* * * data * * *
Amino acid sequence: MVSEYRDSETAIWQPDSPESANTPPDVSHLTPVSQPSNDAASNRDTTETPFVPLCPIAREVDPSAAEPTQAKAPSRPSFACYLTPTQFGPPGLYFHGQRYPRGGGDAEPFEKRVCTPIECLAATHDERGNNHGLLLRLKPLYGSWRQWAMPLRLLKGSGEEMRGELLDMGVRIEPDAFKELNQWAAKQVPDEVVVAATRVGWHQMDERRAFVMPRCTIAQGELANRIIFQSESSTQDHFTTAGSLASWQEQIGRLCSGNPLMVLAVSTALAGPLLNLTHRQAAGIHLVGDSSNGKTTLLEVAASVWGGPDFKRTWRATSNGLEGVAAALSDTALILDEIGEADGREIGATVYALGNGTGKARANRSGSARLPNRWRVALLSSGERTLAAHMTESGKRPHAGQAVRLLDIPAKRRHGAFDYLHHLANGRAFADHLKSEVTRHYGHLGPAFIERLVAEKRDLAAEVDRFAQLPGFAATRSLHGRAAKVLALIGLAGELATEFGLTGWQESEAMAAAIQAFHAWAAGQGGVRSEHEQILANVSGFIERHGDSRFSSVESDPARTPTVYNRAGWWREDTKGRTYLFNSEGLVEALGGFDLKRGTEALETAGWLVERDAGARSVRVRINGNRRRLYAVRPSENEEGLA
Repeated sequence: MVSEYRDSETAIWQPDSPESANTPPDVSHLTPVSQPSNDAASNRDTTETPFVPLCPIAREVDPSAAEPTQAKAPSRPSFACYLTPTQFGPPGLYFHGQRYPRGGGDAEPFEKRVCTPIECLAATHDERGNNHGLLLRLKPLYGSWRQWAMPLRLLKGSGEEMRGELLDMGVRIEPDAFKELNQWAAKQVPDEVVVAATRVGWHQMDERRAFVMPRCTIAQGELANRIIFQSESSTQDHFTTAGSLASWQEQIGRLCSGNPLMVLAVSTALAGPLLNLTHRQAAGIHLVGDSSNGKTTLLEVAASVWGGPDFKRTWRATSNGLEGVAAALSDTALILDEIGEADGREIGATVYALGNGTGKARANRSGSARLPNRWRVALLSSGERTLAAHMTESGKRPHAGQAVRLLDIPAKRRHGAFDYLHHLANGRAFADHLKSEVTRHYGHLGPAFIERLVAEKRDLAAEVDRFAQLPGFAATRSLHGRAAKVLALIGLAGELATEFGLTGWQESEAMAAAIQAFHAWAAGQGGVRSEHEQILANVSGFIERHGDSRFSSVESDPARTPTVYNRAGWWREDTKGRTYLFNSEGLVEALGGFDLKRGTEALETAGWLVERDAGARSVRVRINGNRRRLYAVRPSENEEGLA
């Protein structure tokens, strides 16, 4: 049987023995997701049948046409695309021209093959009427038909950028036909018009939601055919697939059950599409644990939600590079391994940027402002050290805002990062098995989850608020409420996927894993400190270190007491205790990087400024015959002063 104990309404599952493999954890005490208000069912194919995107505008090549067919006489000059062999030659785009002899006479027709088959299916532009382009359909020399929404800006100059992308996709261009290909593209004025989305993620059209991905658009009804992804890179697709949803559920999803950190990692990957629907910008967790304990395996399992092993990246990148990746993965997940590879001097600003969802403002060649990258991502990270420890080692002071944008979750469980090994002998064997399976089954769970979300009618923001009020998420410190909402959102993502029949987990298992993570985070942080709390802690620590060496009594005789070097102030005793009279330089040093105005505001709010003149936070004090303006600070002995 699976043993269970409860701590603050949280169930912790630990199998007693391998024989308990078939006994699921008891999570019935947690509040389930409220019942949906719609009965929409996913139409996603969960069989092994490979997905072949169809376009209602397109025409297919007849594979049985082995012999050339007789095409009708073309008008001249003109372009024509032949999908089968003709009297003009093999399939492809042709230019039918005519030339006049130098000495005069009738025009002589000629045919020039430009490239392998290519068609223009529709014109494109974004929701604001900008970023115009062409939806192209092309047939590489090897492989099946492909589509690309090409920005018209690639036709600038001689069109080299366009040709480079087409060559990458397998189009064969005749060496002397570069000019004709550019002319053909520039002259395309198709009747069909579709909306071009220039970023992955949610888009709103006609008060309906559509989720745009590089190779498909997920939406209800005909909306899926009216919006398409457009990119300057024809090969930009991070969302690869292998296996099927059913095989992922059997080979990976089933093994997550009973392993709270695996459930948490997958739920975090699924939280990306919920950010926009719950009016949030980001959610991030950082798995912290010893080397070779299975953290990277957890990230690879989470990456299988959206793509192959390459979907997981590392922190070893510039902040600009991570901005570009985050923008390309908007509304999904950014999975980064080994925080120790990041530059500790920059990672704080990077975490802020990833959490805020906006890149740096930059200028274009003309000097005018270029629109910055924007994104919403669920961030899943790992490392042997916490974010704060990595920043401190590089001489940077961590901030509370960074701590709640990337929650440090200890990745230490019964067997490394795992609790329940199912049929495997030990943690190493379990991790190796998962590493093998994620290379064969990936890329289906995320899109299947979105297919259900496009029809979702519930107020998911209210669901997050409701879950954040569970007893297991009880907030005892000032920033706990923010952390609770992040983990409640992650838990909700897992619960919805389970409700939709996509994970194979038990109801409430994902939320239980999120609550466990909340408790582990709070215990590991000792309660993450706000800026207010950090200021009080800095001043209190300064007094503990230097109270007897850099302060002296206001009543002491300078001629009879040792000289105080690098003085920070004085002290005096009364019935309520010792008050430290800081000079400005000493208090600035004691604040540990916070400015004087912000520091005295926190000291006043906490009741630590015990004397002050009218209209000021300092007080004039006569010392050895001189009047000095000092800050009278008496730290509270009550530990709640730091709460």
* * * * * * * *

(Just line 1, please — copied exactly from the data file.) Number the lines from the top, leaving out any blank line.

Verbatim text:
Amino acid sequence: MVSEYRDSETAIWQPDSPESANTPPDVSHLTPVSQPSNDAASNRDTTETPFVPLCPIAREVDPSAAEPTQAKAPSRPSFACYLTPTQFGPPGLYFHGQRYPRGGGDAEPFEKRVCTPIECLAATHDERGNNHGLLLRLKPLYGSWRQWAMPLRLLKGSGEEMRGELLDMGVRIEPDAFKELNQWAAKQVPDEVVVAATRVGWHQMDERRAFVMPRCTIAQGELANRIIFQSESSTQDHFTTAGSLASWQEQIGRLCSGNPLMVLAVSTALAGPLLNLTHRQAAGIHLVGDSSNGKTTLLEVAASVWGGPDFKRTWRATSNGLEGVAAALSDTALILDEIGEADGREIGATVYALGNGTGKARANRSGSARLPNRWRVALLSSGERTLAAHMTESGKRPHAGQAVRLLDIPAKRRHGAFDYLHHLANGRAFADHLKSEVTRHYGHLGPAFIERLVAEKRDLAAEVDRFAQLPGFAATRSLHGRAAKVLALIGLAGELATEFGLTGWQESEAMAAAIQAFHAWAAGQGGVRSEHEQILANVSGFIERHGDSRFSSVESDPARTPTVYNRAGWWREDTKGRTYLFNSEGLVEALGGFDLKRGTEALETAGWLVERDAGARSVRVRINGNRRRLYAVRPSENEEGLA